Putin Signs Controversial Protest Bill Amid Public Outcryإقرأ هذا الخبر بالعربية
Russia's President Vladimir Putin on Friday said he had signed a controversial bill that sharply raises fines for opposition protesters despite pleas from rights activists to veto the law.
The announcement comes days before Russia's beleaguered opposition plans to stage a mass rally protesting Putin's comeback to the Kremlin for a historic third term, and deals a blow to their efforts to keep their nascent movement alive after unprecedented rallies last winter.
"I not only signed the law, I looked at the materials the Duma sent over," Putin said, referring to the lower house of parliament, and adding that the law was in line with European legislation.
The bill, sponsored by ruling party United Russia, will hike the maximum penalty for organizers of illegal protests to one million rubles ($32,100), while participants could be fined up to 300,000 rubles ($9,000).
Activists and human rights campaigners have condemned what they call draconian restrictions aimed at quashing dissent in Russia, with the head of the president's own council on human rights, Mikhail Fedotov, asking Putin to veto the bill.
"This is a mistake," former Soviet leader Mikhail Gorbachev told the Interfax news agency, referring to Putin's decision to sign off on the bill.
"From now on, there is no freedom of assembly in Russia," prominent commentator Yulia Latynina wrote in opposition newspaper Novaya Gazeta before the announcement of the signing was made.
The office of Russian human rights ombudsman Vladimir Lukin said that the bill was "hasty, contradictory, lacking a strict concept and precise criteria."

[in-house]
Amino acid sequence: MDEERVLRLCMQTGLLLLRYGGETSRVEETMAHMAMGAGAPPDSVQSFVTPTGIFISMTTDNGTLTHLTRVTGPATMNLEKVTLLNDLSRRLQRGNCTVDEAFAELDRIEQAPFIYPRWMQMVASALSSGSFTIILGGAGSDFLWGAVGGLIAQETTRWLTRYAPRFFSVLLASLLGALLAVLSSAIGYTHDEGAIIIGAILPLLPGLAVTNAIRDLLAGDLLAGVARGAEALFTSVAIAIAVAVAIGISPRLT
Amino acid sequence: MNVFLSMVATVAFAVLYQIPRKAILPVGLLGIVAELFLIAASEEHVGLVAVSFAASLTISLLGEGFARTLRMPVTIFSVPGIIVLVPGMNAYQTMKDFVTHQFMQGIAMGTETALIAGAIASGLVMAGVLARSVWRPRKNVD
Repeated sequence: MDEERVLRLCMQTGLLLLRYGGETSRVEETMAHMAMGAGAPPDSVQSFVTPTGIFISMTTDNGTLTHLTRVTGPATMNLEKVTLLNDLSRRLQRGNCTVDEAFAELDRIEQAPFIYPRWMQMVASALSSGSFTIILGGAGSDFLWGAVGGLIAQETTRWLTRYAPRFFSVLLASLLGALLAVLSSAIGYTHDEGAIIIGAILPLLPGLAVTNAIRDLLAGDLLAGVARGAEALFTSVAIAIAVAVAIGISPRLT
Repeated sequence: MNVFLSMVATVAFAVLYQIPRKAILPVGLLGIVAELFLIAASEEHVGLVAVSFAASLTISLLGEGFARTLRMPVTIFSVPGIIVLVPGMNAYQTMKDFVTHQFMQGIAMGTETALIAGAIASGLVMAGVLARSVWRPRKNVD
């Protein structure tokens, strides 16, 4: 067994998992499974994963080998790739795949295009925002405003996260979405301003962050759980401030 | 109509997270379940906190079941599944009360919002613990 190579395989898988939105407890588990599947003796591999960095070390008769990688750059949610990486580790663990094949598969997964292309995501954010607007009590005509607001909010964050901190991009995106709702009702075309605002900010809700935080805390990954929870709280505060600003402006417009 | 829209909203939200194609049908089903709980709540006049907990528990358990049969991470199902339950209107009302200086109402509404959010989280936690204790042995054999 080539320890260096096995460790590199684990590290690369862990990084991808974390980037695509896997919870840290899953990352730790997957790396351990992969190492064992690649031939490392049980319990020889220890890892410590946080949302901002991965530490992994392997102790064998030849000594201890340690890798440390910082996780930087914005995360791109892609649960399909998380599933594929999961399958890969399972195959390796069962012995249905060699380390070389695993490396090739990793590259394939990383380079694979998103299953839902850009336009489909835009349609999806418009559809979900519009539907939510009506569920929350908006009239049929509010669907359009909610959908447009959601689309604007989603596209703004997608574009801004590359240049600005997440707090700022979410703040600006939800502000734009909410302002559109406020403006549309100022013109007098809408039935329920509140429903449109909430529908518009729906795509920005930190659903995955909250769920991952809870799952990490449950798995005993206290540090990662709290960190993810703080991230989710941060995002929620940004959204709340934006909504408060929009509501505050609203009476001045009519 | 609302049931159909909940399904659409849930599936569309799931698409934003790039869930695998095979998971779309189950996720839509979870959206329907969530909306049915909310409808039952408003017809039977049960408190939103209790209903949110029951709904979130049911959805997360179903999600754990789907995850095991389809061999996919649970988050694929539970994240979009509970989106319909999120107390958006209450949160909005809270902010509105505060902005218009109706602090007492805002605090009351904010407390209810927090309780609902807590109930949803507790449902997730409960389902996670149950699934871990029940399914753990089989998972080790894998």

"This will only exacerbate the situation and inflame opposition moods," it said in a statement earlier this week.
The European Union on Thursday expressed "concern" about the new legislation after it was passed by the upper and lower houses of parliament.
Putin said he heard Fedotov voice the concerns of the rights community before deciding to sign off on the bill.
"I talked to the head of the presidential council on developing civil society and human rights Fedotov, he passed on to me some concerns of non-governmental organizations with regards to this law," Putin said, adding that the legislation could be amended "if need be."
In a highly unusual move, an opposition party in the State Duma had on Tuesday deliberately stalled the passing of the bill by calling for votes on hundreds of amendments. It was finally passed at the third reading by 241-147.
The upper house, the Federation Council, swiftly approved the bill on Wednesday.
Activists had held out hope that Putin might scrap the bill following the public outcry.
His announcement at the 11th hour means the law will now enter into force ahead of a planned new anti-Kremlin protest on June 12, called the March of Millions.
A representative of state newspaper Rossiiskaya Gazeta said the text of the law would be published in Saturday's edition.
"The law will enter into force from the day of official publication," a deputy editor of Rossiiskaya Gazeta, Timofei Kuznetsov, said in comments on the popular Echo of Moscow radio.